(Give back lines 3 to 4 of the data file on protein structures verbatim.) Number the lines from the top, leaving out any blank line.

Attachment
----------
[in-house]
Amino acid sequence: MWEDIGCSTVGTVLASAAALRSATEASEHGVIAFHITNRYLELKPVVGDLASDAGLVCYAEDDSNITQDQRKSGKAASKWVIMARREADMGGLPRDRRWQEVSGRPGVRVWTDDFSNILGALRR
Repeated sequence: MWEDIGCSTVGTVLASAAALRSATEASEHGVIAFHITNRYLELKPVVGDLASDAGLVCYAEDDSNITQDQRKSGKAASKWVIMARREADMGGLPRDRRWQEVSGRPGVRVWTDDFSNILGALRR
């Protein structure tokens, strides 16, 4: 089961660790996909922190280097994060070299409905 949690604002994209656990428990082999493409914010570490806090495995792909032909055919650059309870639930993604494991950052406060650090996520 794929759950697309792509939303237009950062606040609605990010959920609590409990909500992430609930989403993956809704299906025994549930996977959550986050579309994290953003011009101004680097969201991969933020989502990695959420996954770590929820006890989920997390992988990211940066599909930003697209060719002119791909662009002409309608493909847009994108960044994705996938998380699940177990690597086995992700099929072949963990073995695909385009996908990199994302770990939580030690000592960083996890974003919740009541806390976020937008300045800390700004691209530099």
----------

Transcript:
Repeated sequence: MWEDIGCSTVGTVLASAAALRSATEASEHGVIAFHITNRYLELKPVVGDLASDAGLVCYAEDDSNITQDQRKSGKAASKWVIMARREADMGGLPRDRRWQEVSGRPGVRVWTDDFSNILGALRR
């Protein structure tokens, strides 16, 4: 089961660790996909922190280097994060070299409905 949690604002994209656990428990082999493409914010570490806090495995792909032909055919650059309870639930993604494991950052406060650090996520 794929759950697309792509939303237009950062606040609605990010959920609590409990909500992430609930989403993956809704299906025994549930996977959550986050579309994290953003011009101004680097969201991969933020989502990695959420996954770590929820006890989920997390992988990211940066599909930003697209060719002119791909662009002409309608493909847009994108960044994705996938998380699940177990690597086995992700099929072949963990073995695909385009996908990199994302770990939580030690000592960083996890974003919740009541806390976020937008300045800390700004691209530099």